Today (happens to be a Sunday, but it could be any other, with or without sun) is a no-digital-connection day, so these words are written on paper with pencil (to be typed up tomorrow) as we’ll keep our internet off, won’t open our laptop at all and only turn our one cell phone on briefly if must know what time it is (we don’t own a wrist watch or clocks of any kind). We listen to music through Csermely’s radio set, in between her harmonica solos, and shorter-longer stretches of relative quiet.

Cheryl revised our existing and planned-to-buy garden seed lists. Now, when it comes to gardening, you are going to witness a lot of passion pouring in. By no means are we novices to growing food and back in Scotland, over three years ago, Roland developed the basis of a nature-sensitive food provision theory he dubbed Symbiontic Food Provision which – once we gain ownership over a piece of land – we can hardly wait to implement in practice.

Imagine a forest garden combined with grazing animals on openings, flowering meadows, water surfaces incorporated into a native-only, robust guild of flora and fauna, where the human presence with all its activities is but the self-expression of a true symbiont. Hence the given name. This scheme is based on perennials and all food processing is carried out by hand, work exclusively aided by mechanical tools and the crafted food full of artisanal finesse.

Until then, however, the previously also practiced no-dig gardening will do. We found sufficient dry hay in the barn’s loft, that we can use as mulch as soon as the snow melts.

Meanwhile, Csermely is writing in her “journal”, practicing her Hungarian literacy, this being her first true written down poem (because otherwise it is not uncommon for her to be surprisingly poetic):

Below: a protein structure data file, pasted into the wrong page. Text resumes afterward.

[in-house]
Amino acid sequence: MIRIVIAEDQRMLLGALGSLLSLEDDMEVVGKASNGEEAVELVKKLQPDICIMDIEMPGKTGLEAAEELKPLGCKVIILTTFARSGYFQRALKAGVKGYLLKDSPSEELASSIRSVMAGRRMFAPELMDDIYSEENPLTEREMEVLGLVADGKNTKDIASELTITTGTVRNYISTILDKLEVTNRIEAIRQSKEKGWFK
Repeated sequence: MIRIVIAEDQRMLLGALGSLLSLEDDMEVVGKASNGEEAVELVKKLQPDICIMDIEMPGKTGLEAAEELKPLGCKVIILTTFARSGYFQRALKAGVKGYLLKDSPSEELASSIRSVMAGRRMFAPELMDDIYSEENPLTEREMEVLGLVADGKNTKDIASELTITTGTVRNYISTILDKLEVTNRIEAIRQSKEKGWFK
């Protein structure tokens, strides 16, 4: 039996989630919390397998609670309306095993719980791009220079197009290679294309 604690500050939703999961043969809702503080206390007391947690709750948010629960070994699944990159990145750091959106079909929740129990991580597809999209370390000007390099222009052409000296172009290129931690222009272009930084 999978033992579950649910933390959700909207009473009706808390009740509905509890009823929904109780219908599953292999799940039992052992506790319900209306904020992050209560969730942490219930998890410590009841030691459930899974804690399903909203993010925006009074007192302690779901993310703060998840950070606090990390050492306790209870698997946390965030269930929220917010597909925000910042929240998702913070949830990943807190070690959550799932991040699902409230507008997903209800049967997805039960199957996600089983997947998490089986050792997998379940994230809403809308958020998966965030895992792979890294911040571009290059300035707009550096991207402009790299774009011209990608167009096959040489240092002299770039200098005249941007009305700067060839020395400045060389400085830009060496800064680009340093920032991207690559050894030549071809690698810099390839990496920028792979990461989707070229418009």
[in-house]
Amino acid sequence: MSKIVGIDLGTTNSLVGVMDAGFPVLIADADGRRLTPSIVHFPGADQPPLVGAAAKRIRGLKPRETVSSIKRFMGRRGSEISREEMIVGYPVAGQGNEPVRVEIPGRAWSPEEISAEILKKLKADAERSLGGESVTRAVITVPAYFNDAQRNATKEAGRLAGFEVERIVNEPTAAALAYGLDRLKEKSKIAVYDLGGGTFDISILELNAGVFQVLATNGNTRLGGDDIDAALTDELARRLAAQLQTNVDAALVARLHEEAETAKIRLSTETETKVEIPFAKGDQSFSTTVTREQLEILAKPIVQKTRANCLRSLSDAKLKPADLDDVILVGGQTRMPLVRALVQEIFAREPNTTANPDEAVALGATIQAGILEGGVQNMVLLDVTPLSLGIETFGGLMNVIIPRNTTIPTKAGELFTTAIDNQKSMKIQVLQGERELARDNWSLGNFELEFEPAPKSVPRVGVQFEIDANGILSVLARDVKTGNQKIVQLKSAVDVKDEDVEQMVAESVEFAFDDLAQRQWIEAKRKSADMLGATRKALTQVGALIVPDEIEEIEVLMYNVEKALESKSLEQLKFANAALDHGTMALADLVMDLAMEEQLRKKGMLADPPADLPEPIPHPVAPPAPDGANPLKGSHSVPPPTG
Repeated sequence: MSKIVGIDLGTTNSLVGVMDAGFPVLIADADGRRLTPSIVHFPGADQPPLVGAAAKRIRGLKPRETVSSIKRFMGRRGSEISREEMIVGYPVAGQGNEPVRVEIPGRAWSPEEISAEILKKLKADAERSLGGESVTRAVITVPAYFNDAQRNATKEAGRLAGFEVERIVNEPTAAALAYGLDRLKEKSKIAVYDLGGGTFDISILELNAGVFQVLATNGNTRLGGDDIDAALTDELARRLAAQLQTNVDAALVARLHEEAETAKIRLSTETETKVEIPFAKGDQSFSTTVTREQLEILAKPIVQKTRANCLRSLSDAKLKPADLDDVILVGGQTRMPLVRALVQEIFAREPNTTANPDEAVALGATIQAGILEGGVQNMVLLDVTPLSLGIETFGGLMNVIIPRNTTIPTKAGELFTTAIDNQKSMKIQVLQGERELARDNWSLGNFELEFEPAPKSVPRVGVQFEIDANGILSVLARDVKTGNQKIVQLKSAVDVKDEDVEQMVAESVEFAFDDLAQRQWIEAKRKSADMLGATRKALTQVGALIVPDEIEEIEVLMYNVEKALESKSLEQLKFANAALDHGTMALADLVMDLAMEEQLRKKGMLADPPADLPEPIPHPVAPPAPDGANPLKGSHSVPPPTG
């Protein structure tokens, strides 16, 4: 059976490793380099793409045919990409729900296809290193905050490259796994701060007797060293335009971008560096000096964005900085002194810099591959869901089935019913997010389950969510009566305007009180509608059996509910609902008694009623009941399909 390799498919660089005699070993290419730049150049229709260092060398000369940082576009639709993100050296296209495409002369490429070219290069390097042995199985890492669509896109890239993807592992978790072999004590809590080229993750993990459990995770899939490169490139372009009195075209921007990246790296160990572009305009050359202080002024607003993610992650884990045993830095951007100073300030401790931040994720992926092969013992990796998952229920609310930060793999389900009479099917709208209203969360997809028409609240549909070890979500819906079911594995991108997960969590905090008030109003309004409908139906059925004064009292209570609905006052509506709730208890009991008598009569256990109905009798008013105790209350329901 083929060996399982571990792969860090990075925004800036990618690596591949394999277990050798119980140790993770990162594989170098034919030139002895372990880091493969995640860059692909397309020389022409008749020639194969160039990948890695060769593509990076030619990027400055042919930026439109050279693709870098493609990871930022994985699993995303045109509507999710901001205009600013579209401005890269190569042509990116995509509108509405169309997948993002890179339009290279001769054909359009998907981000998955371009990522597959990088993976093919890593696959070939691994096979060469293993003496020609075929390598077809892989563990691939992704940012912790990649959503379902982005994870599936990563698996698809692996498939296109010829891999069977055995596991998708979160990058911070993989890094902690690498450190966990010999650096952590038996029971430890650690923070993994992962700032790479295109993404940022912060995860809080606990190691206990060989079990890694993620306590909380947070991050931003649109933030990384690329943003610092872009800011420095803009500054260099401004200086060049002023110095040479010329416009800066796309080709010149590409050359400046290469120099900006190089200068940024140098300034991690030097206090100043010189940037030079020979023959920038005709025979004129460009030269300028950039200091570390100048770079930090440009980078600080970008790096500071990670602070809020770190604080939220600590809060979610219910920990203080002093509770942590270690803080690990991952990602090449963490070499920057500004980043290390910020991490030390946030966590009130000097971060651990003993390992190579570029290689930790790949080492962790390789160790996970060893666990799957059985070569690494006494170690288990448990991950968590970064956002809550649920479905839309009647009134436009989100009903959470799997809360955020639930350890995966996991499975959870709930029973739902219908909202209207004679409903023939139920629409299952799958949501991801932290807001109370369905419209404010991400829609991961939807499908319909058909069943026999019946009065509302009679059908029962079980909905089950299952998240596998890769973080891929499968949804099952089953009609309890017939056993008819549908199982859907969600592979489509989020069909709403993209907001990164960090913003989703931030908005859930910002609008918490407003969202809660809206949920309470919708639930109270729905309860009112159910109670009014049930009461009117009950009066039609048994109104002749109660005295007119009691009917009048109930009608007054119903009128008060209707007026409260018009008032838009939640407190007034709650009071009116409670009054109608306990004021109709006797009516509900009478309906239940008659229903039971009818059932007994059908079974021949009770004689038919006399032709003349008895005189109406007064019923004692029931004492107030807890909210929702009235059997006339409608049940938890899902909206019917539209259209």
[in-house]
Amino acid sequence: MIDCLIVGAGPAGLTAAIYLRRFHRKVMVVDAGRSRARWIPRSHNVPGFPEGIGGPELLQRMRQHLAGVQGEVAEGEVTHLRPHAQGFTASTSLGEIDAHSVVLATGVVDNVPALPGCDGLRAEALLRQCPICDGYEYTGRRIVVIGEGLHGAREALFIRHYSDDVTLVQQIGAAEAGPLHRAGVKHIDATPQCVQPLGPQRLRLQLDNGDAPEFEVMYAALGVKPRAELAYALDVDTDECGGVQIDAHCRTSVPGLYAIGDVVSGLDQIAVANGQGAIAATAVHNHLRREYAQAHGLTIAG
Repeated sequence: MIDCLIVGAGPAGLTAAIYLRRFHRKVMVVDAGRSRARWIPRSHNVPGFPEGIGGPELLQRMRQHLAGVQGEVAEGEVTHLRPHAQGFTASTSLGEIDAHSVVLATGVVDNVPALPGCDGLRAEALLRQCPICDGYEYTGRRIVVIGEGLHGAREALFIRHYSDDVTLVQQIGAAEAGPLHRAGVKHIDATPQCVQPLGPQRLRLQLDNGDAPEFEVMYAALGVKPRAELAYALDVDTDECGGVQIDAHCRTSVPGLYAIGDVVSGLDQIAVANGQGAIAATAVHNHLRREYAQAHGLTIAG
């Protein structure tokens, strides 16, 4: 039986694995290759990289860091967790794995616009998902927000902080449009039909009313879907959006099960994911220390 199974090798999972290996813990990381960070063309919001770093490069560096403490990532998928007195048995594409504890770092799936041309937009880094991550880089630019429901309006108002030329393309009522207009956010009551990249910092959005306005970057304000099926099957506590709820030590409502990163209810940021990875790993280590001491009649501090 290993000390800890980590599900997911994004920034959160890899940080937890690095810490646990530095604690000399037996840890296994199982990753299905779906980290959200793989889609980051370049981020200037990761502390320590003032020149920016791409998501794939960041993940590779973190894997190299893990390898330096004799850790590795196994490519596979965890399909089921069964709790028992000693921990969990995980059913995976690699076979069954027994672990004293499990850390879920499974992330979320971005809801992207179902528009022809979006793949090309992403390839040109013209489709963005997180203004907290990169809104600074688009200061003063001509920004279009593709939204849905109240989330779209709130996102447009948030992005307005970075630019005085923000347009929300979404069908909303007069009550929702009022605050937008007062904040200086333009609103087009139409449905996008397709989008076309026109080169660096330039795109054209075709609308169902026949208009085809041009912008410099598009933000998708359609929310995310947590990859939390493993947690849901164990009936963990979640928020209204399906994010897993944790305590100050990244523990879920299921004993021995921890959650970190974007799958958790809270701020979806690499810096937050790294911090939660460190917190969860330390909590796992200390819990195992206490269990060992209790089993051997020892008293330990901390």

A tiny piece of pictographic sign has made it into her all-capital-letter text, as though it was a flash-back from her distant Egyptian-Hungarian cultural heritage she has recently been exposed to.

Outdoors Cheryl just noticed an agonizing songbird in the snow. Her and Csermely went to see it from up close right away. The back of its neck was bleeding, but the invalid responded to their gentle caress given over its head. By the time they came in and looked out the window again, the bird disappeared with just some blood drops and a few feathers left behind in memento… Paw prints show that it moderated the hunger of the neighbors’ cat.

We will never have cats ourselves – appreciate wildlife so much more.

Soon we’ll bring the beeswax melting double boiler from the attic and Cheryl with Csermely are going to dip candles. They can comfortably dip 8 candles in one go, each of them lasting at least 2 hours in continuous burning. The wax we bought from an old beekeeper in the village.